1

I am running Android 4.3 Jelly Bean on a Samsung Galaxy SIII.

I am trying to figure out how to configure applications such a Skype to start up automatically once the system has gone through the bootstrapping process, finished booting, and started up. I would like to be able to do this via an application that does not require my device to be rooted, if possible. When I look at the information related to Skype in the default Application Manager, I can see that the Skype application makes use of the "run at startup" permission, which means that it should be possible to configure this app to run at startup but I could not find a checkbox to do so on this screen, nor from the Skype application settings. A similar situation may take place with other apps as well.

This post deals with preventing apps from starting up, and mentions useful third-party appilcations such as Autorun Manager which seems to be maily concerned with blocking applications from starting and from restarting once killed, or at least this is what I gather from the app's description on the play store, and Autostarts which triggers which manages which apps are triggered by events.

So, here are my questions:

  • Why isn't there a preinstalled native Startup Manager app on android to control which apps are to start by default and which aren't?

  • If skype requires the "run at startup" permission, and there is no place in the OS or in the app to configure such app to start up automatically, then what does this permission achieve?

Thanks.

  • 1
    I find your 2nd question interesting as I also just tested to see if there was something that Skype ran on startup (perhaps, background service?), and I didn't see anything. I'd say, "probably the developer forgot to remove the permission request", unless it's working on some other devices, for some reasons. – Andrew T. Dec 13 '14 at 18:44
  • Yes, I also don't understand. Once my system was rebooted, under Task Manager, I find: "Active applications: 0", "Clear defaults: Launch by default: YouTube [Clear]". If YouTube is launched by default, as Task Manager points out, then why doesn't it appear under Task Manager active applications. Maybe an app needs to be running in the foreground to be listed as an "active application". Then in Application Manager, Skype does not appear under the RUNNING tab, but if I click on it under either the DOWNLOADS tab or ALL tabs there is an enabled "Force stop" button, which can be used to stop it. – John Sonderson Dec 13 '14 at 19:05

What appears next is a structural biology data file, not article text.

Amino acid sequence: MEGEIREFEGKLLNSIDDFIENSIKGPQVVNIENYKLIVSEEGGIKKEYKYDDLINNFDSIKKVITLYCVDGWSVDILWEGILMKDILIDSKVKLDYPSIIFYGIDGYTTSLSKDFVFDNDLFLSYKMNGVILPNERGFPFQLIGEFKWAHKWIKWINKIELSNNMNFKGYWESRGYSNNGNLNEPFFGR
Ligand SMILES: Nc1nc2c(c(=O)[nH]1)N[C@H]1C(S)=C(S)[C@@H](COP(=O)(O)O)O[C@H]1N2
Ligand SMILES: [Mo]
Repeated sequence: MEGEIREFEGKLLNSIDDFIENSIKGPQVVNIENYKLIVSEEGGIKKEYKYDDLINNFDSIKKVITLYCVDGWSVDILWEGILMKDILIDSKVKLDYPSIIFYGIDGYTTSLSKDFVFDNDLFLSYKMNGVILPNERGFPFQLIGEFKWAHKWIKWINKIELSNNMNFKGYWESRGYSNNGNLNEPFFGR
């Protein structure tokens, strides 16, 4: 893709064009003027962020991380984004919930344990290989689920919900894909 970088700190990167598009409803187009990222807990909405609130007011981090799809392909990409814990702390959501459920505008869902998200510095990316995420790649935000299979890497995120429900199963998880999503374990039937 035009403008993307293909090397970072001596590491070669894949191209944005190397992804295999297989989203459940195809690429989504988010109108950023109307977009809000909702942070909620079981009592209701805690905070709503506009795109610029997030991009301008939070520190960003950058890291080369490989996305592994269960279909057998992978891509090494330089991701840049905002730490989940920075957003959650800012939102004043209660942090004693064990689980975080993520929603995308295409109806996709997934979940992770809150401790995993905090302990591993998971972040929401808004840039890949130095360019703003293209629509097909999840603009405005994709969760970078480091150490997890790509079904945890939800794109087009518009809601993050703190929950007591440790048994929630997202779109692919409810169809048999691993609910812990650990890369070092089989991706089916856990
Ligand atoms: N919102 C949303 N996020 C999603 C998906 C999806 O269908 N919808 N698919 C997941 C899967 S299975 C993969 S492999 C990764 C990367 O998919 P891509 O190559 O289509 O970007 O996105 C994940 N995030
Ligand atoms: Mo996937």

• So Skype can be stopped even though it doesn't appear in Task Manager or under the Application Manager's RUNNING tab. I don't understand what this all means. – John Sonderson Dec 13 '14 at 19:06
  • 1
    I just checked again, and it seems that all apps have "force close" button enabled, even for those which haven't been opened, which I also don't know the reason. – Andrew T. Dec 13 '14 at 19:11
  • 1
    I think your second question is very Windows like approach. When you install apps that uses this permission they are able to receive a broadcast and from there set a service, for example. But the option to start or not to start at startup is very Windows. Usually Android apps declare its permission needs in the beginning and then they decide how to act and react – Joaquin Iurchuk Dec 14 '14 at 7:54
3

It really would be nice to have some startup manager shipping with the system, which lets the user decide what to start and what not. But that's not the case, it works a bit different:

Apps with the "run at startup" permission can register a "listener" for the BOOT_COMPLETED broadcast ­– which the system always issues on that event. This way they get notified of that event, and can decide to perform some action. That could be starting some background service which keeps running – but they could also do something little and then exit again.